Why I am a Freelance Spiritual Seeker

Patheos has recently challenged bloggers to respond to the question, in 200 words or less, “Why I am a……” (whatever religion they are) Ok, so I sort of went over the word limit, and I am not sure I got my response in on time, but here it is:

Why I am a Freelance Spiritual Seeker

I have never been a detail person. I like the “big picture” story about everything from the daily news to the stock market.

The individual religions each carry a story that is too small for me to buy. “If Jesus is the only way, how would the people born before him have been ‘saved?’” “How would people born in parts of the world where Christianity is unknown be saved?” “Why would we even want a God who excluded so many people from his graces?”

It is not hard to use reason to refute the particular proclamations of any given religion. But once we take a step back from our easily refuted smaller stories, it becomes obvious that people from all civilizations, from all centuries, from all parts of the world have each developed some form of spirituality that was appropriate to that culture at a given time.

The bigger picture story is that humans seem to share a universal need to connect with something larger than themselves. It seems each individual religion was created by one group of people as their way to explain the universal human need for connection.

Years ago, when people all lived in one place all their lives, it was normal to only believe in one religion. Now, with global communications, we should be coming to see that all religions support worthwhile values, and all of them contain truths. Each religion provides details about one group’s search, but cannot provide the full picture of the spiritual reality. While each religion tells a small story, the bigger story could never fit into one culture’s version of the Truth.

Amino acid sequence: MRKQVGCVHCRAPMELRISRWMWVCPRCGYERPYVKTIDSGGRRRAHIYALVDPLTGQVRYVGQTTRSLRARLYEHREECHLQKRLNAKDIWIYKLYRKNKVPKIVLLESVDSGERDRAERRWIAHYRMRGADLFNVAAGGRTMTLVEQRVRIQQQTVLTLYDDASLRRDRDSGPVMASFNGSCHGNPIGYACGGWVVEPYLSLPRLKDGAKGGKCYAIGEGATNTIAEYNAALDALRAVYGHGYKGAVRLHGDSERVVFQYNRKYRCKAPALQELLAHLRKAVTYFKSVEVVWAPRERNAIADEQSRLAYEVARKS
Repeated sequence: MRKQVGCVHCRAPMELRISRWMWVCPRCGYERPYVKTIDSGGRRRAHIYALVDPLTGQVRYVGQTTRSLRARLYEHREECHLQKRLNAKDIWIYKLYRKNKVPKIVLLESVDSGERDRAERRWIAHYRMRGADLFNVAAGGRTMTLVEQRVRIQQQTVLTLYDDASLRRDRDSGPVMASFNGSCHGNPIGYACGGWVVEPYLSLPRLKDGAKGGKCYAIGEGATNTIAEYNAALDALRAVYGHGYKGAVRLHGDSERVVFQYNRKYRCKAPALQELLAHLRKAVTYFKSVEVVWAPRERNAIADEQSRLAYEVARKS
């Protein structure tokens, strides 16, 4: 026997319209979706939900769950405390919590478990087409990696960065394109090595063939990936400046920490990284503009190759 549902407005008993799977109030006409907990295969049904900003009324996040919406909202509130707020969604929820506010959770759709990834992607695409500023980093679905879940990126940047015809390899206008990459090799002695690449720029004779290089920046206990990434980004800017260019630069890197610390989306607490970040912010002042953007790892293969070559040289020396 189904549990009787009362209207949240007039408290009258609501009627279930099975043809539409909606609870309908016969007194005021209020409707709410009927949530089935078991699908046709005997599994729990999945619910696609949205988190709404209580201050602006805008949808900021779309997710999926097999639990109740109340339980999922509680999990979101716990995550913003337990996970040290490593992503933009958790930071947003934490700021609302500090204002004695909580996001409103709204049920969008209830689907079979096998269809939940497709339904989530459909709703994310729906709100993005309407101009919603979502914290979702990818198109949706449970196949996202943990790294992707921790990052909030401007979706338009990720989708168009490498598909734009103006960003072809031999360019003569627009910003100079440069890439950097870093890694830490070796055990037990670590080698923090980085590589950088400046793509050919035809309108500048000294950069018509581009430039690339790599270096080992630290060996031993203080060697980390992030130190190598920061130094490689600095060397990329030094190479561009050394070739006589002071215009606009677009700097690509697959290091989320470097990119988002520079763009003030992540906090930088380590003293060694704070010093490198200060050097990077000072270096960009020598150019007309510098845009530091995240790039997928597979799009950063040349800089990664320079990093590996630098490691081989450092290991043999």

Why limit ourselves to one religion, when there are so many other forms of spiritual mystery to explore?

About Margaret Placentra Johnston

Author of Faith Beyond Belief: Stories of Good People Who Left Their Church Behind, Margaret Placentra Johnston writes in hope of challenging both religious believers and nonbelievers to consider a broader perspective.

A practicing Optometrist, Margaret also loves helping people see better in the physical world. She lives in Virginia with her husband and has two grown sons.


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